‘From’ Season 2, Episode 9 Recap & Ending, Explained: What Was The Significance Of Elgin’s Dream?

Just when it seemed that the townsfolk could finally rest easy about the nocturnal monsters after Boyd managed to kill one using his infected blood, a new threat started to emerge in the form of psychological suggestions. In the previous episode, we saw Kenny, Boyd, and Kristi extracting bile from the dead monster in hopes of using the infected fluid to kill other monsters. Tabitha inquired about the symbols, and Victor showed her some of the paintings made by his late sister, among which the painting of a lighthouse seemed particularly connected with Tabitha’s visions. Jim, on the other hand, sought the hothead newcomer Randall’s help for another attempt to communicate with the other side and mistakenly implanted the idea of the place being a botched experiment of some sort. This led to Randall considering that the entire ordeal was a heinous conspiracy by the townsfolk, and he held Donna captive. A new threat emerges as townsfolk start seeing vivid ‘real’ dreams that harm them in their physical world. In the ninth episode, the situation worsens, and the town plunges into chaos as the dual threat of monsters and nightmares creates a hellish experience.

Spoilers Ahead


A New Threat Emerges: How Did Paula Die?

The episode opens in the household of a couple who have been living in the town for a long time: Reggie and Paula. Boyd and Kenny are taken inside their home, where they discover that Paula has been brutally killed by something, and the physical wounds look similar to the way the nocturnal monsters mangle their victims. However, in this case, monsters didn’t appear, and Paula was torn from the inside out while she was sleeping. Reggie states that Paula was mumbling a particular rhyme during her sleep, one that Kenny had also heard over the phone from anonymous ‘observers’ during his sleep.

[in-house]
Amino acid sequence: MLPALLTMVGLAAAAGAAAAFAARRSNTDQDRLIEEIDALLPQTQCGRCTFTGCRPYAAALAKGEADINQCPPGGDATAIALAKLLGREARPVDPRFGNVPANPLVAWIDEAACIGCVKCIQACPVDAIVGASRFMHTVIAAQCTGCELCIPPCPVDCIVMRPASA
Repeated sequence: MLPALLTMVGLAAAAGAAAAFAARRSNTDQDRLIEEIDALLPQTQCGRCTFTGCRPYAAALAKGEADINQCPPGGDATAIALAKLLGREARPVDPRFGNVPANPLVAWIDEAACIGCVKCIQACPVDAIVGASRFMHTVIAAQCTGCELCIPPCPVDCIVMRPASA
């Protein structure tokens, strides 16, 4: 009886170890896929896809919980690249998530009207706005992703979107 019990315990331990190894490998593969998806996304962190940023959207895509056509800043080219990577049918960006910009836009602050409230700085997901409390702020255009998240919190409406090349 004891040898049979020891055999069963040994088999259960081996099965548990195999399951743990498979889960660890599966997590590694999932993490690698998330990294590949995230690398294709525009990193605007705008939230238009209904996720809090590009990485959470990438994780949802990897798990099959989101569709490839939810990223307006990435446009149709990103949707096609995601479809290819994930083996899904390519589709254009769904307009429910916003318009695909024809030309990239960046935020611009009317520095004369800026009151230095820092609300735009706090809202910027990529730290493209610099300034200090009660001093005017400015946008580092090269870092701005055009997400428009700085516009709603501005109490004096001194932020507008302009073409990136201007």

Boyd speculates that this new nightmarish threat is connected with sleeping in some capacity and plans accordingly to prevent any more townsfolk from getting butchered. Outside the household, curious townsfolk have gathered, among whom Ethan, Julie, and Mrs. Chen are also present. Boyd sends Ethan and Mrs. Chen home and asks Julie and Kenny to warn residents of the town not to fall asleep while he himself goes to the Colony House to convey the same. It seems like Boyd’s act of killing the monster has infuriated whoever is controlling the place, and they are making their wrath known to them in the form of nightmarish threats.


What Happened To Donna?

Before getting to the Colony House, Boyd learns from Julie that her father, Jim, has decided to spend the night there. In order to warn him, Boyd immediately heads toward the location. Meanwhile, Jim asks Randall to stop his lunacy and goes to free Donna, but he almost initiates a fight with him. Boyd arrives just in time to hold Randall at gunpoint and release Tabitha, but with no time to return, they decide to spend the night inside the RV. Randall states that he saw Donna and others getting out of the clinic with the dead monster corpse in the first place, which raised his suspicion even more about the entire thing being a set-up. Donna admits to Jim that Boyd has managed to kill a monster using his worm-infected blood and that he has also harvested the monster’s bile in hopes of creating a sort of ‘silver bullet’ against the monsters.